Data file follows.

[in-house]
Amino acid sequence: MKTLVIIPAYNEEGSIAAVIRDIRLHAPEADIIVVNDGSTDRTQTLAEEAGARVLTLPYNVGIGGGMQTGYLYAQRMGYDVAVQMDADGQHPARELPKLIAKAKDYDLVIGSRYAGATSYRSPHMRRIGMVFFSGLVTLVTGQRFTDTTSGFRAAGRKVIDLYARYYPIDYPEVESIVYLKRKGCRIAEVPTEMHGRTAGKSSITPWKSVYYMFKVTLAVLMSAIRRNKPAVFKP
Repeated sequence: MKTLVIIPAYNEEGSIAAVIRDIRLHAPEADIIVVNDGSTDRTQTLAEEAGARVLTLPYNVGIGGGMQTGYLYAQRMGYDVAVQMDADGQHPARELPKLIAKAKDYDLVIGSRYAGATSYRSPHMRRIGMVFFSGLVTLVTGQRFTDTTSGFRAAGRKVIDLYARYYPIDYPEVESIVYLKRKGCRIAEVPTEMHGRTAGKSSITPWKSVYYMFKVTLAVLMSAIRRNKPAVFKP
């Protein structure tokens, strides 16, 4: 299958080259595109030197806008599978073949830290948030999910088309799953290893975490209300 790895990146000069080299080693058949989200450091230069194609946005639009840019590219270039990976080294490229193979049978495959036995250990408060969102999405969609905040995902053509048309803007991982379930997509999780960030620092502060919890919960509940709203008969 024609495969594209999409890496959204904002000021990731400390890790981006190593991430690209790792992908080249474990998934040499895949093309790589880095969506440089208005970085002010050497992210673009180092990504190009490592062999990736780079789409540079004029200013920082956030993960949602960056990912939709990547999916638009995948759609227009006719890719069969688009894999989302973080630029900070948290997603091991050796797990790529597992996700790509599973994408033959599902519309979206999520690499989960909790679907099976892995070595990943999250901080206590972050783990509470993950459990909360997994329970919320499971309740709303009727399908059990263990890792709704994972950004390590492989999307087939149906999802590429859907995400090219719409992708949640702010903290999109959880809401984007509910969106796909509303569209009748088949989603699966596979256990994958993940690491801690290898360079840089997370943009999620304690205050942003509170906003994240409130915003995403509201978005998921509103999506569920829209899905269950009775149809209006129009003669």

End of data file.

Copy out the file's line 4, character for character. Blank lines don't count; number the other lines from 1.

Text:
């Protein structure tokens, strides 16, 4: 299958080259595109030197806008599978073949830290948030999910088309799953290893975490209300 790895990146000069080299080693058949989200450091230069194609946005639009840019590219270039990976080294490229193979049978495959036995250990408060969102999405969609905040995902053509048309803007991982379930997509999780960030620092502060919890919960509940709203008969 024609495969594209999409890496959204904002000021990731400390890790981006190593991430690209790792992908080249474990998934040499895949093309790589880095969506440089208005970085002010050497992210673009180092990504190009490592062999990736780079789409540079004029200013920082956030993960949602960056990912939709990547999916638009995948759609227009006719890719069969688009894999989302973080630029900070948290997603091991050796797990790529597992996700790509599973994408033959599902519309979206999520690499989960909790679907099976892995070595990943999250901080206590972050783990509470993950459990909360997994329970919320499971309740709303009727399908059990263990890792709704994972950004390590492989999307087939149906999802590429859907995400090219719409992708949640702010903290999109959880809401984007509910969106796909509303569209009748088949989603699966596979256990994958993940690491801690290898360079840089997370943009999620304690205050942003509170906003994240409130915003995403509201978005998921509103999506569920829209899905269950009775149809209006129009003669």